Though author Hamilton now lives in upstate New York, he grew up in Michigan and writes with such confidence and clarity about the Upper Peninsula, it seems he is spreading eternal truths. Early in the book, as McKnight and Jackie are driving to the poker game, they notice it's close to sunset and decide to detour to the edge of Lake Superior, just to take in the area's raw beauty:

We both stood there on the edge of the water, looking west toward the setting sun. The clouds were painted a hundred different shades of red and orange, the sky itself a color of teal blue I have never seen anywhere else.

You have to be outside to appreciate it. You have to feel the wind on your face, smell the freshwater scent in the air.

It is the largest lake in the world. It is terrifying, and deadly. ... It is beautiful. God help me, on a summer night when the sun is going down, it is the most beautiful place on earth.

It isn't only the land that Hamilton understands so well, but the people who live on that land, too. His plots are anchored to human frailties and passions, to the relationships between friends and the commitments they make to one another. While the robbery of Win Vargas ultimately involves Canadian organized crime, with strains of loan-sharking and wholesale smuggling thrown into the mix, North of Nowhere is foremost about McKnight trying to help his old buddy Jackie Connery. McKnight learns some lessons here about being a friend. And sometimes those lessons are painful. Alex likes to stay in his cabin and brood, sometimes about his failed marriage, other times about his short-lived minor-league baseball career or the death of his patrol partner back in Detroit. But that aloofness doesn't sit well with Connery, as he tries to explain to McKnight when the detective, still recovering from his fight with Vargas, stops by the Glasgow:

You've been living in your own little world for a long time. ... You'll go weeks at a time, never even stepping foot in this place. Then suddenly you'll drop in again and spend the whole day here. If you say two words to me, it's to either ask me to make you dinner, or get you a beer, or to tell me about your latest problem -- which is almost always just a matter of you losing control of yourself again and getting your ass kicked. And now that I've got my own problem to worry about, the last person in the world I want helping me is you. Because all you'll do is go out and stir up more trouble. From the looks of your face, you already have.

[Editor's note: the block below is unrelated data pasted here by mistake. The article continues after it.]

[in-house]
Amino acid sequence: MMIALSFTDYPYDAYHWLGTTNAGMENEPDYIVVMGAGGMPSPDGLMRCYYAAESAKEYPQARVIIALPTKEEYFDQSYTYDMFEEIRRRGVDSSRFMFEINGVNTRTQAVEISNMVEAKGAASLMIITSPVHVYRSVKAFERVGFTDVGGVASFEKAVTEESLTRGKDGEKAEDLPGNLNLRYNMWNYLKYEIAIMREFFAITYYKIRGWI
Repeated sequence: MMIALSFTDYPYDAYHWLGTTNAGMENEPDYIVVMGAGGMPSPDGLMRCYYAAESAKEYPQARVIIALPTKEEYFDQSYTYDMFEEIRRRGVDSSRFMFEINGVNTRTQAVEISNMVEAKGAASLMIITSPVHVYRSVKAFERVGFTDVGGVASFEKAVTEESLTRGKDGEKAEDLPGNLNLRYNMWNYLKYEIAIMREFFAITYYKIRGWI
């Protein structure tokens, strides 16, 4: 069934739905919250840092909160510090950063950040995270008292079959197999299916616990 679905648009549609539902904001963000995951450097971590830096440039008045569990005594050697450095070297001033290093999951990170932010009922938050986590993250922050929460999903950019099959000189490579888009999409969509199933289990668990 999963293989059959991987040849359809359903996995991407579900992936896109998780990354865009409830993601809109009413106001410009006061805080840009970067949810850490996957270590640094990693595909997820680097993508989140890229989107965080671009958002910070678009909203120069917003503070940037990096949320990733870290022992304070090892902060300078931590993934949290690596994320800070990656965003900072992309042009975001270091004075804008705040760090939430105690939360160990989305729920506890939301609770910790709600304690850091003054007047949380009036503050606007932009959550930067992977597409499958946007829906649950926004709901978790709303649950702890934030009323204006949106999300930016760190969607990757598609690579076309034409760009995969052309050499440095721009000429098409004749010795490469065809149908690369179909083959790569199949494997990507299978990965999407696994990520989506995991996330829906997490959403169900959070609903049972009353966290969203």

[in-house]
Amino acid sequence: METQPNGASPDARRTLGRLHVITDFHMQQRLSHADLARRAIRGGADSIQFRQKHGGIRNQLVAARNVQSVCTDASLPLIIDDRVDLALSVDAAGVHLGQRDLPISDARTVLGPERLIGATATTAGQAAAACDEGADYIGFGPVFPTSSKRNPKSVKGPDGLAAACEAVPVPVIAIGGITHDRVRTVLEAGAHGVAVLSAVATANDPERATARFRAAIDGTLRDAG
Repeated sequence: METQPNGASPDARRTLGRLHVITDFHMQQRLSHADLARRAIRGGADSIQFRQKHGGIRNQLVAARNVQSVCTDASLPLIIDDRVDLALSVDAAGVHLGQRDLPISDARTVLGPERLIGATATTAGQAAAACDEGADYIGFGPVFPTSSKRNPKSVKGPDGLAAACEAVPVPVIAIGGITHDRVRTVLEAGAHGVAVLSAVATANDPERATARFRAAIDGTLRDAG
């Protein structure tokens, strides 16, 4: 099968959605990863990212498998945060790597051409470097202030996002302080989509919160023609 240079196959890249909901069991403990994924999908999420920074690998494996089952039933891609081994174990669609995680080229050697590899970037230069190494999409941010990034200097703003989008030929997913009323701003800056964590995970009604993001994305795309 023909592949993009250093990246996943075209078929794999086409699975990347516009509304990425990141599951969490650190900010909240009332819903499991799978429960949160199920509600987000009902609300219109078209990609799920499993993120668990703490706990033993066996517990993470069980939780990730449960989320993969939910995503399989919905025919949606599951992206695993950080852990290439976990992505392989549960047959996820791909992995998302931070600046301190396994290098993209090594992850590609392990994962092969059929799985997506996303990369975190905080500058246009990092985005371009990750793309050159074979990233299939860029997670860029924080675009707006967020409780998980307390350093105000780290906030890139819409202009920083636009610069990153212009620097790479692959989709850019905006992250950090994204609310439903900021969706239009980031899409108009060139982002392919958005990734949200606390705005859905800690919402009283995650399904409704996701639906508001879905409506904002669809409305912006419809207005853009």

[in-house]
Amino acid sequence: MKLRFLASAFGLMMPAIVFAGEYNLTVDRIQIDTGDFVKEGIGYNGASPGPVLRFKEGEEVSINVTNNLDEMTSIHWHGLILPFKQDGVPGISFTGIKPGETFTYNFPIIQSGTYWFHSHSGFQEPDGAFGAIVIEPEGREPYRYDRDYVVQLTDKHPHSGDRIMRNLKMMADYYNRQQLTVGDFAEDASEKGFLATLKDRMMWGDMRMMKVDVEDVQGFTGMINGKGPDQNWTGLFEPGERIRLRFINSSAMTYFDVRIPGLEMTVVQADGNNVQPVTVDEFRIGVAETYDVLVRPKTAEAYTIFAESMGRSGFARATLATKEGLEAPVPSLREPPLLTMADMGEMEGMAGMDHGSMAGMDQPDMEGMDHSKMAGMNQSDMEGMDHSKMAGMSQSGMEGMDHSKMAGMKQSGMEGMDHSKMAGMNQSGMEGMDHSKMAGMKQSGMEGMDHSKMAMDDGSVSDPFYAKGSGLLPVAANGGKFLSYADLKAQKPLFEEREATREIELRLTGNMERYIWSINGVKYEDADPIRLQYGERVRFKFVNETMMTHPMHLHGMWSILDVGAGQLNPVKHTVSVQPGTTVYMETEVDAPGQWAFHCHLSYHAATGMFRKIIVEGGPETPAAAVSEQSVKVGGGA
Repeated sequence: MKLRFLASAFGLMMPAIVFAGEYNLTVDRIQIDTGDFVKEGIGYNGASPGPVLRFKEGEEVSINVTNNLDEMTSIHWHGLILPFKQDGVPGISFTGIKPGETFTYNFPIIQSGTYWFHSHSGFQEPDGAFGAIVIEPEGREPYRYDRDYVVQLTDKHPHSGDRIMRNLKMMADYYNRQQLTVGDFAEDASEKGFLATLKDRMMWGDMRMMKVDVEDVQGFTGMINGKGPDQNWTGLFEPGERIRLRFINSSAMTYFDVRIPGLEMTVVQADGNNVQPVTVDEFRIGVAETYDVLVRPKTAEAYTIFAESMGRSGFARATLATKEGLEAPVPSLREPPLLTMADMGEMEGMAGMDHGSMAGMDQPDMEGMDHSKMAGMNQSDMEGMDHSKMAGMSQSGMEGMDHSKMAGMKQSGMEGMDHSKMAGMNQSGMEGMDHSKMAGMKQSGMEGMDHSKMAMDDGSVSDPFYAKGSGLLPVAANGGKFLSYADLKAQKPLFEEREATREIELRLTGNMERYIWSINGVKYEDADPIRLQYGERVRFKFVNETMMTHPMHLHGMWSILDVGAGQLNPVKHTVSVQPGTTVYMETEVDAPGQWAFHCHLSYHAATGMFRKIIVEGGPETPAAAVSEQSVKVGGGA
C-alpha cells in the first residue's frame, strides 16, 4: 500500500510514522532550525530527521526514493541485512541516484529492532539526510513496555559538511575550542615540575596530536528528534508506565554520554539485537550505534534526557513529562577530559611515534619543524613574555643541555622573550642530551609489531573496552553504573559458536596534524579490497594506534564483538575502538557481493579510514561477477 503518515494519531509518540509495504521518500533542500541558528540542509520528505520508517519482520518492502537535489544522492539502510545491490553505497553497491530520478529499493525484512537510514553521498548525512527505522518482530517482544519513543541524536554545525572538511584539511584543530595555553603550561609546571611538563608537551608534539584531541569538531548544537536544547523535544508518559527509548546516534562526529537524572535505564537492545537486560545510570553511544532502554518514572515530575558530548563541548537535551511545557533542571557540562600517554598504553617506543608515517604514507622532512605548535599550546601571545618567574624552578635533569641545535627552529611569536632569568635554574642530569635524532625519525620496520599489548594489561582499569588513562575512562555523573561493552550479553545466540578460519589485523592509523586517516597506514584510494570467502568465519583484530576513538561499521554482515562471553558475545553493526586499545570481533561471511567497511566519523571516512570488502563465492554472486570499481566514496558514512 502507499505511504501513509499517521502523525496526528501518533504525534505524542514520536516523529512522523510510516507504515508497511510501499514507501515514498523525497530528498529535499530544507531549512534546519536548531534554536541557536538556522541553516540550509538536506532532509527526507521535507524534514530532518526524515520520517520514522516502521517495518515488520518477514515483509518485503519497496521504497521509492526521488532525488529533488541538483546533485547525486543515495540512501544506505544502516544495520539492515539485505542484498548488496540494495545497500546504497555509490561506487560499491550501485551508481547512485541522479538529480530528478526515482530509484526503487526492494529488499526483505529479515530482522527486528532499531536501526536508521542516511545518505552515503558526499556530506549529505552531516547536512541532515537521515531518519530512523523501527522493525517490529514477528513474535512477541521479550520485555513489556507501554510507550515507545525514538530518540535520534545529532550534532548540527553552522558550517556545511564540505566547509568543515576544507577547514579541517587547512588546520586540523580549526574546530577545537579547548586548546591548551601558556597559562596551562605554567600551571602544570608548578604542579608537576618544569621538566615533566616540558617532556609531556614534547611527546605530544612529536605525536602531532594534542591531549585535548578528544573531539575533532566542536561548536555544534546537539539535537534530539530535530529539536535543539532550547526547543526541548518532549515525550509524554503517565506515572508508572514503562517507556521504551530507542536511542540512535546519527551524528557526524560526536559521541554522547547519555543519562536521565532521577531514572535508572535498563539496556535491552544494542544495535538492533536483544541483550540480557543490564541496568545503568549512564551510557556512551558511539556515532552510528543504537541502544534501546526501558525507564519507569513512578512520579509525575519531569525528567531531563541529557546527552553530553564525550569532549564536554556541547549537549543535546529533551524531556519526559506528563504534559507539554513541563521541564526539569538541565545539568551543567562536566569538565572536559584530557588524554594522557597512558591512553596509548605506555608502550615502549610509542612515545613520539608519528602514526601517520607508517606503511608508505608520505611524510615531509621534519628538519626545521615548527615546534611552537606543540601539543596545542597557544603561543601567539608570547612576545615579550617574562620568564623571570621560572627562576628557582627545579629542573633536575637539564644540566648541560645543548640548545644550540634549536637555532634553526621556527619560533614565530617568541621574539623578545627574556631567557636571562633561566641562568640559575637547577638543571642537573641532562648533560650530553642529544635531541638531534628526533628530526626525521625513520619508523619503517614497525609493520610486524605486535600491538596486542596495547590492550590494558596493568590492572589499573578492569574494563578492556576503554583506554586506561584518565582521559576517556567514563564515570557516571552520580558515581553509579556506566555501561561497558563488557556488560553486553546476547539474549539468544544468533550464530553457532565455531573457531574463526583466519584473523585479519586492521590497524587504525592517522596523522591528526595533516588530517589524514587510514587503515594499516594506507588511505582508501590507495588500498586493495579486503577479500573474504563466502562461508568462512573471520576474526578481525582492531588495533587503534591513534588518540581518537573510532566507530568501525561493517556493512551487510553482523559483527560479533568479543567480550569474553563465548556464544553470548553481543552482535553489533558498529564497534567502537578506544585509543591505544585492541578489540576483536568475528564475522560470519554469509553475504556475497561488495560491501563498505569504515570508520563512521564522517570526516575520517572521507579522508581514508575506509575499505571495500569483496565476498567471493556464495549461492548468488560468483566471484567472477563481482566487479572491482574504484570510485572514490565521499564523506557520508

Jackie has been little more than the man behind the bar in Hamilton's previous books, a sketchy individual who provided McKnight with a home away from home when he needed one. In North of Nowhere, though, Jackie takes on greater dimension, being shown as a caring family man who's shaken by all that has happened, and whose buried past is revealed not only to the reader, but to an astonished McKnight.

Other secrets are exposed as this book careers toward its well-choreographed denouement: a confrontation on Lake Superior that includes mobsters, fake FBI agents and the Coast Guard. But the most affecting revelation is one that shatters the bond between two longtime friends.

Hamilton's decisions not to employ a hipster hero and to avoid the sort of bloody finales that so often find their way into contemporary crime fiction make his books refreshing. This isn't to say his works aren't compelling; North of Nowhere unfolds with the convolutions and plot twists worthy of a best-selling mystery. Boasting good, upstanding residents and scenery that takes your breath away, Paradise is worth the visit. And if you get in trouble, be sure to call on Alex McKnight.  | May 2002


Anthony Rainone, a New York City writer, has published short crime fiction at the Web sites HandHeldCrime and Plots With Guns, among others. He is currently finishing a private-eye-driven novel.